“Claims of persistent sexual harassment and discrimination in the workplace, fast-food workers shorted on pay and gig economy contractors fighting for employee status have all been routed to arbitration in decisions citing Epic,” The Recorder notes.

“[Epic] changes the dynamics in a profound way,” Gerald Maatman, a partner at Seyfarth Shaw in Chicago told The Recorder. “It’s one of the most important decisions from the Supreme Court that impacts workplace issues.”

“In collaboration with San Francisco-based legal research company Casetext, The Recorder affiliate The National Law Journal analyzed 92 decisions from U.S. courts of appeal and federal district courts that cited Epic in the seven months between when it was handed down last May and the end of 2018,” the article notes. “Among those cases, 10 circuit court and 49 district court decisions centered on arbitration and dealt with workplace claims — and the majority either compelled arbitration or revived it as a live issue.”

In California, new privacy, data protection rules could fuel lawsuits

shutterstock_329735990-2California’s new privacy law could spur a rash of class action lawsuits against companies, officials warn.

The Recorder at law.com reports that the regulations, due to go into effect Jan. 1, 2020, “will bear more than a passing resemblance to the European Union’s General Data Protection Regulation, empowering Californians with more control over the way their data is collected, shared or viewed by companies on a daily basis.”

Reece Hirsch, a partner at Morgan, Lewis & Bockius, says the privacy rights outlined in the California Consumer Privacy Act will empower the individual and possibly prompt litigation.

“A provision of the CCPA creates statutory damages for security breaches, and as a result Hirsch expects to witness a spike in California security breach class action suits,” the site reports. “Lawyers may want to consider incorporating a review of a client’s incident response plan into their CCPA prep work, he says.”

Asbestos-Style Lawsuits Growing in N.C. Agribusiness Trials

By Sara Corcoran, Courts Monitor Publisher and CityWatch LA DC Dispatch Contributor

 

Terry Sanford Federal Building and U.S. Courthouse in Raleigh, N.C. where multiple hog farm trials are being held.

Terry Sanford Federal Building and U.S. Courthouse in Raleigh, N.C. where multiple hog farm trials are being held.

Recently, North Carolina has been making national headlines for its tawdry and tainted congressional election, but for some observers, an equally interesting civil courts drama is playing out in the Tar Heel state: Iconic big-money asbestos lawyers are now driving hog farm lawsuits.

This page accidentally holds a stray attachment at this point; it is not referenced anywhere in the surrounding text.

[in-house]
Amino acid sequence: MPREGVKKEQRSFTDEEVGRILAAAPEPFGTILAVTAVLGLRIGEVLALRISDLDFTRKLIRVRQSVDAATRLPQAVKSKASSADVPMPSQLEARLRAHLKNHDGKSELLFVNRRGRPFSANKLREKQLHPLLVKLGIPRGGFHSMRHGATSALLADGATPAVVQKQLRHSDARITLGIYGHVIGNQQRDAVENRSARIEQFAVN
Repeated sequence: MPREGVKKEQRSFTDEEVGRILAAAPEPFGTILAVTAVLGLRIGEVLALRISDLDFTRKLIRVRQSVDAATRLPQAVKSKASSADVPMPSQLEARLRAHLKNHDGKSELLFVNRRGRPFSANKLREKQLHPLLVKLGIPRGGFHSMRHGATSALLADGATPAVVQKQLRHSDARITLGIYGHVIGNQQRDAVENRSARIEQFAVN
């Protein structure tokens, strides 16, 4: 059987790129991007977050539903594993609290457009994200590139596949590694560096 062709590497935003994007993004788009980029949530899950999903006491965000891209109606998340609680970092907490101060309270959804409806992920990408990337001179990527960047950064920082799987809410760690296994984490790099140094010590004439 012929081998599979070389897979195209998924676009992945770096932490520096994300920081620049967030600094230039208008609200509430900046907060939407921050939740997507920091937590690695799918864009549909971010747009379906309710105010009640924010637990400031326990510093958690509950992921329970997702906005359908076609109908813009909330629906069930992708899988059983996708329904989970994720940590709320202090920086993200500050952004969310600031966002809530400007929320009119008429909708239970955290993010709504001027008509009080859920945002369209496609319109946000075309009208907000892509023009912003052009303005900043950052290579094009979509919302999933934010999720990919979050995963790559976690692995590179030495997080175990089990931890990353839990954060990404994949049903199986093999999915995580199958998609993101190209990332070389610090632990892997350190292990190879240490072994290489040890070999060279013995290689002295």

This week, as in four previous trials, plaintiffs suing hog farms for being an unreasonable nuisance are represented by Michael Kaeske, a Dallas attorney known for asbestos cases. His team is joined by Lisa Blue, the widow of Fred Baron, who made the Dallas-based Baron & Budd an asbestos litigation giant. Baron & Budd is also known in North Carolina because of Fred Baron’s close relationship with former VP candidate John Edwards, allegedly helping conceal Edwards’ former mistress, Rielle Hunter, during Edwards’ VP run.

Baron & Budd is also notorious for its involvement in witness coaching described in the “Mystery of the Missing Memo.” (I wrote about this strange practice in the Huffington Post back in December of 2017.) The memo is an asbestos-lawsuit legend, and significant because N.C. critics of the hog farm lawsuits claim that similar tactics are being utilized in their cases.

There are multiple cases filed so far and in three of the four trials last fall, juries awarded a combined half-billion dollars in damages, although N.C. personal injury law caps should reduce that amount to approximately $100 million dollars. All the cases are being appealed.

It’s worth noting that the hog farm lawsuits do not make claims of environmental damage, health concerns or other damages. They basically claim the smell of hog waste is so bad that it becomes an unreasonable nuisance and diminishes their quality of life. The resulting evidence, including decades-old government documents and detailed expert testimony rolling out over weeks, would seem familiar to anyone who has seen an asbestos trial.

In a possible legal strategy to fight asbestos lawyers with other asbestos lawyers, the defendants, after the first three cases, have been represented by Robert Thackston. Mr. Thackston, a North Carolina native with offices in Dallas and Los Angeles, has been associated with high-profile asbestos defense for decades.